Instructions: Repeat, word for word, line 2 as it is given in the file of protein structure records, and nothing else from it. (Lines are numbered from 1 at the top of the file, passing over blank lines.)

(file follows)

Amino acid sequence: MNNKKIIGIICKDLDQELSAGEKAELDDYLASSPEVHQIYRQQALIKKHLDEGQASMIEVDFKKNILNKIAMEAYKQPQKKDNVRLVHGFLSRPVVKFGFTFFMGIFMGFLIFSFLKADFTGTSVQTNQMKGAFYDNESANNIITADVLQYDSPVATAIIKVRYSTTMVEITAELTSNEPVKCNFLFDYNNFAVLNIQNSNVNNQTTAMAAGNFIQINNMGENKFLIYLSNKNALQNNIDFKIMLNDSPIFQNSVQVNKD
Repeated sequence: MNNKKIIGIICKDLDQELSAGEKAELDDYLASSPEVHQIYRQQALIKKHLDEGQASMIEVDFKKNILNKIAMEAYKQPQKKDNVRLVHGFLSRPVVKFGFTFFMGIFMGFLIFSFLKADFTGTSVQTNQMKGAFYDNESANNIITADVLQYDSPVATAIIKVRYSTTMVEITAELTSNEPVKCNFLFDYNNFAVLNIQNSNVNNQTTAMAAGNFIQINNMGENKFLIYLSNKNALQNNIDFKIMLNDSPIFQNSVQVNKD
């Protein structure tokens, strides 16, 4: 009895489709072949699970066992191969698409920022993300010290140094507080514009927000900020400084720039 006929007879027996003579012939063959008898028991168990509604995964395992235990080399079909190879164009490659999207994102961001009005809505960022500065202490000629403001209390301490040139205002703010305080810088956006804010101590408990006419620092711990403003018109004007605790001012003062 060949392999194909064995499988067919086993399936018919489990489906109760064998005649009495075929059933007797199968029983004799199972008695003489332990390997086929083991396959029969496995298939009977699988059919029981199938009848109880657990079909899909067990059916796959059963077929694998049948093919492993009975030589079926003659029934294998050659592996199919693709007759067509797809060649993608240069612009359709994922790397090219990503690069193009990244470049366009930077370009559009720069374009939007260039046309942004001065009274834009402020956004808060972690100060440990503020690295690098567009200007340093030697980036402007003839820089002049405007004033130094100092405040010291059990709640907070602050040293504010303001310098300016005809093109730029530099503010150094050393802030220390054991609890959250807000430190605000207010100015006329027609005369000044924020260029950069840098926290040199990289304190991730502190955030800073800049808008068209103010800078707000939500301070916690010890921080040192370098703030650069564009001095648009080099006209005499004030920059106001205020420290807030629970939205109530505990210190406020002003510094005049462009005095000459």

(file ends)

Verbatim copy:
Repeated sequence: MNNKKIIGIICKDLDQELSAGEKAELDDYLASSPEVHQIYRQQALIKKHLDEGQASMIEVDFKKNILNKIAMEAYKQPQKKDNVRLVHGFLSRPVVKFGFTFFMGIFMGFLIFSFLKADFTGTSVQTNQMKGAFYDNESANNIITADVLQYDSPVATAIIKVRYSTTMVEITAELTSNEPVKCNFLFDYNNFAVLNIQNSNVNNQTTAMAAGNFIQINNMGENKFLIYLSNKNALQNNIDFKIMLNDSPIFQNSVQVNKD